EspañolIn October 2011, the government of President Cristina Kirchner created a “clamp” on the exchange rate, establishing a maximum rate with the objective of slowing the escape of foreign currency reserves from Argentina. However, the result wasn’t as hoped — reserves ended up dwindling at a rapid rate, with the impact being felt in other variables of the economy, from the balance of trade to the foreign-exchange market.
When analyzing the situation of foreign reserves that the current president presides over, we should first note that this figure stood at around US$40 billion in May 2007.
Reserves began to increase, reaching a peak of over $52 billion in February 2011. But the government subsequently began to lose its hard-gathered cash: in October of that year, the level of reserves was at $47 billion. The loss of some $5 billion in seven months prompted the government to hastily install the “clamp.” From then on, the Central Bank was managed by Mercedes Marcó del Pont.
Yet reserves continued to tumble. On November 18, 2013, they amounted to barely over $32 billion, and Marcó del Pont was unceremoniously ejected from his post.
His replacement was Juan Carlos Fábrega, with a prestigious career at Banco Nación behind him. However, Fábrega himself lasted less than a year, exiting through the revolving door on October 1, 2014, with reserves at less than $30 billion. His shoes were filled by current Central Bank President Alejandro Vanoli, who has proved to be more in line with the ideas and political policies of Economy Minister Axel Kicillof.
To date, Vanoli has managed to largely halt the flight of reserves, which now stand at $31.3 billion. This slight increase has been hailed by the government as a victory. But the marginal uptick has been achieved through dressing up the numbers, rather than a genuine boost to reserves.
Firstly, the implementation of the “Chinese swap“ doesn’t mean a real inflow of the needed currency: it’s not dollars entering the country, but yuan. While this permits some dollar savings, the ideal situation would be securing dollars by incentivizing them to enter the country, rather than having to negotiate with a third party. To date, the dollar value of the imported yuan is $3.1 billion.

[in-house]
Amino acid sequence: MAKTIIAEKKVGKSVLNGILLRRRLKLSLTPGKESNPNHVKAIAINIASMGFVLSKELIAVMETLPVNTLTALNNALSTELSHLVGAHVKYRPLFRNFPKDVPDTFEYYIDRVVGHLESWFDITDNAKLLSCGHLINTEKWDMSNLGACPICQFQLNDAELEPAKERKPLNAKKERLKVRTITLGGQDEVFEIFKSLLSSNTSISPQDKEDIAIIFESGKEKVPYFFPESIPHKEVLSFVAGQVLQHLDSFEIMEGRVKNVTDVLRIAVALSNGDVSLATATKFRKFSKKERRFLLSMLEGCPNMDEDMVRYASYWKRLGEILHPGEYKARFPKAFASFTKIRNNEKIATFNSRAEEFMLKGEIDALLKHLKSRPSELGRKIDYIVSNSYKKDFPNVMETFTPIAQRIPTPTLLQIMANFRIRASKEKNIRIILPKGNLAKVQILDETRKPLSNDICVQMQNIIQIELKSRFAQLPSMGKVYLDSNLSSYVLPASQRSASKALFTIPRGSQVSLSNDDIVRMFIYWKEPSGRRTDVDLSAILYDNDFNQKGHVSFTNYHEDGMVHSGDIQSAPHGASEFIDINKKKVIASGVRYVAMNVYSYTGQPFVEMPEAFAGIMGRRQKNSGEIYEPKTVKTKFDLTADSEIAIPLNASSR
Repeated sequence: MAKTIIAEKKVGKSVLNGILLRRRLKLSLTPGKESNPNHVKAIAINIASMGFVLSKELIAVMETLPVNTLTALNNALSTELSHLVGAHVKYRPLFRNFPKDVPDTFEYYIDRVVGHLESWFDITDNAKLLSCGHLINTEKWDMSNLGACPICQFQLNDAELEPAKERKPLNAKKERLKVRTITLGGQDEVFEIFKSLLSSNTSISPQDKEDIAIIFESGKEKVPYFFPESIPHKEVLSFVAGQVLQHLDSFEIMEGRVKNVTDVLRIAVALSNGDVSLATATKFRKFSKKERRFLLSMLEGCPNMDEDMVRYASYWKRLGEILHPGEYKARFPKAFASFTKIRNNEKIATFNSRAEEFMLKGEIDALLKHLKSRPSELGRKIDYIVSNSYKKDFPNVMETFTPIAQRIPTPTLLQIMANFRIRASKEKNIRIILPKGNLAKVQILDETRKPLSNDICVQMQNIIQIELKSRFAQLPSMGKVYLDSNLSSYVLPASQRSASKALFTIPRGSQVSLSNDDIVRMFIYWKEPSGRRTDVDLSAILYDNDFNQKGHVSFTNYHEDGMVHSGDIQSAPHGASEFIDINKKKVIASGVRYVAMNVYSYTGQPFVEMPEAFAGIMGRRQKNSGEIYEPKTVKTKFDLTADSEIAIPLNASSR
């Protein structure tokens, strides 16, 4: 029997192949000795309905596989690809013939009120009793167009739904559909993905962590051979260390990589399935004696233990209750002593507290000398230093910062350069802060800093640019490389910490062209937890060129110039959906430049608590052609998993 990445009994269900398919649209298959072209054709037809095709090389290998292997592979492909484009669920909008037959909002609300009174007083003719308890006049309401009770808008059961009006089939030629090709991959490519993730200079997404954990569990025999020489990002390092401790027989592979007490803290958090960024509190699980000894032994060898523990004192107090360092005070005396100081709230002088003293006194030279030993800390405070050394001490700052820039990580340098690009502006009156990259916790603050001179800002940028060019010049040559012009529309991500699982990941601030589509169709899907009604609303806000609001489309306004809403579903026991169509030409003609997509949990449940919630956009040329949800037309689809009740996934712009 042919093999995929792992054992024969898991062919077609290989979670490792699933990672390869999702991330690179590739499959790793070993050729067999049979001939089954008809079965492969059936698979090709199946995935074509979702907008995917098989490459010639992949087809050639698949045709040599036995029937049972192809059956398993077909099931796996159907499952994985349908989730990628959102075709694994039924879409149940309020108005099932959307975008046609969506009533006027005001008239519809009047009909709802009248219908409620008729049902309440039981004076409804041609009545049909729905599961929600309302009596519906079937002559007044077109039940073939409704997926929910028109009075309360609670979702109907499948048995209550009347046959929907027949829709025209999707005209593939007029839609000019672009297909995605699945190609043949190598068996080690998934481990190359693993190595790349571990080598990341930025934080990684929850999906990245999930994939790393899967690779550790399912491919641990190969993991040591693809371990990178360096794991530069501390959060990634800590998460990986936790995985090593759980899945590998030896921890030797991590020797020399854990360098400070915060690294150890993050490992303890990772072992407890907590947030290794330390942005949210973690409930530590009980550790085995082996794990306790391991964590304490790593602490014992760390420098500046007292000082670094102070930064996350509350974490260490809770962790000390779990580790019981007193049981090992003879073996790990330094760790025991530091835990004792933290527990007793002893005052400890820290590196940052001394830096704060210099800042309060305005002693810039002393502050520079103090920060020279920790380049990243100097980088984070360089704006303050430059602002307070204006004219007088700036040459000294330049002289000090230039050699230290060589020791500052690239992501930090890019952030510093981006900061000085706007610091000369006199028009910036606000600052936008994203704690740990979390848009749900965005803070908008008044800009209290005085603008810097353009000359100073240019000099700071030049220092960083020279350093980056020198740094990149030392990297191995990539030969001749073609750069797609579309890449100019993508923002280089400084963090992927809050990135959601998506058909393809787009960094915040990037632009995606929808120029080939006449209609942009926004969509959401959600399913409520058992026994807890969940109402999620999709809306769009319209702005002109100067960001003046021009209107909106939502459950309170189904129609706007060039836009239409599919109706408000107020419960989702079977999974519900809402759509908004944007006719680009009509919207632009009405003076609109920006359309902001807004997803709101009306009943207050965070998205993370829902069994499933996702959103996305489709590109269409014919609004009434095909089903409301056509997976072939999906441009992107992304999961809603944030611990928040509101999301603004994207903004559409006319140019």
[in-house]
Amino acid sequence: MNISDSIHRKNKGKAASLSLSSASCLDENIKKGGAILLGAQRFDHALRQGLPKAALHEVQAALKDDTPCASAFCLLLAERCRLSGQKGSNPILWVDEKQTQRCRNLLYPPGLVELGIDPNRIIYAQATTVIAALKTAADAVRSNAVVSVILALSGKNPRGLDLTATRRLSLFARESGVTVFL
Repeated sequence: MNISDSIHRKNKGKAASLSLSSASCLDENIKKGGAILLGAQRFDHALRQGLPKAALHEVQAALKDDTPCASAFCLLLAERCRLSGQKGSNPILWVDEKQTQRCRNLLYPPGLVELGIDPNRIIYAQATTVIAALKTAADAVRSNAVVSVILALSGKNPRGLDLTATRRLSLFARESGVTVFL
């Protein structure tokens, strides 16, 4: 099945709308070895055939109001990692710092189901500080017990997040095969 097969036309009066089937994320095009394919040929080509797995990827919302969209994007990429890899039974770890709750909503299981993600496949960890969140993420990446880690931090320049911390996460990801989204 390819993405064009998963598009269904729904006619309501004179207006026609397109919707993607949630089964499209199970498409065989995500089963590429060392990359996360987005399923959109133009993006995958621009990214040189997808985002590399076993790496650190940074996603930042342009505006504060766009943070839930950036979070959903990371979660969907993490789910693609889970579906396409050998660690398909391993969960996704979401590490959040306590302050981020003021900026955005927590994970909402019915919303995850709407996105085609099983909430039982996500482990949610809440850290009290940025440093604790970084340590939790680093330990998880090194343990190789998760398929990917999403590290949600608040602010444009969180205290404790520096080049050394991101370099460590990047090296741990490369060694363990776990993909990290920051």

Furthermore, there are other issues to bear in mind: an advance of dollars granted to agricultural producers in January (worth $1.5 billion) and external debt for imports already carried out ($5 billion). The “increase” in reserves is clearly nothing of the kind, and is the result of playing with the numbers rather than the influx of dollars. If we add to these figures the deposit accounts that private banks hold with the Central Bank, the level of liquid reserves is only around $11 billion.
It’s worth stating that this last figure is very debatable. Perhaps it wouldn’t have entered into public discussion if reserves were more robust, but as external assets are melting away, these private accounts are now entering into the picture, even though they’re not freely available to the government.
On the other hand, the balance of trade is also in jeopardy. The previous year saw the least surplus generated in the entire Kirchner period, the result of controls on imports. The reason is simple: restricting imports also risks exports, because imported goods are necessary for the domestic manufacture of products which are later exported.
For this reason, both imports and exports began to fall with the implementation of the clamp, risking the balance of trade, as can be seen below. Furthermore, it must be highlighted that the most important cause of exports falling is the retention of one-third of the export value implied by this fixed exchange rate, while the real value of the peso remains one-third lower.
Balance of Trade
With regard to the foreign-exchange market, both the worth of the official dollar as well as the street rate are on the rise, principally a result of the devaluation of the local currency. The official peso, meanwhile has been devalued by 104.5 percent since the installation of controls, while the parallel has fallen by 189.7 percent in the same period.
In conclusion, the installation of the exchange controls had as its principal objective halting the fall in reserves. It was a complete failure: since their creation, reserves have fallen by $16.2 billion to date. The inefficiency of the policy has cost two Central Bank presidents their jobs.
Added to this, 2014 saw the worst trade surplus yet of the entire Kirchner administration. And finally, the foreign-exchange market continues to plummet, and people continue to place their trust in foreign currencies over the peso, suffering from elevated inflation (38.4 percent year-on-year in 2014). These are more than enough reasons to scrap this damaging and ill-thought-out measure.
Translated by Laurie Blair. Edited by Guillermo Jimenez.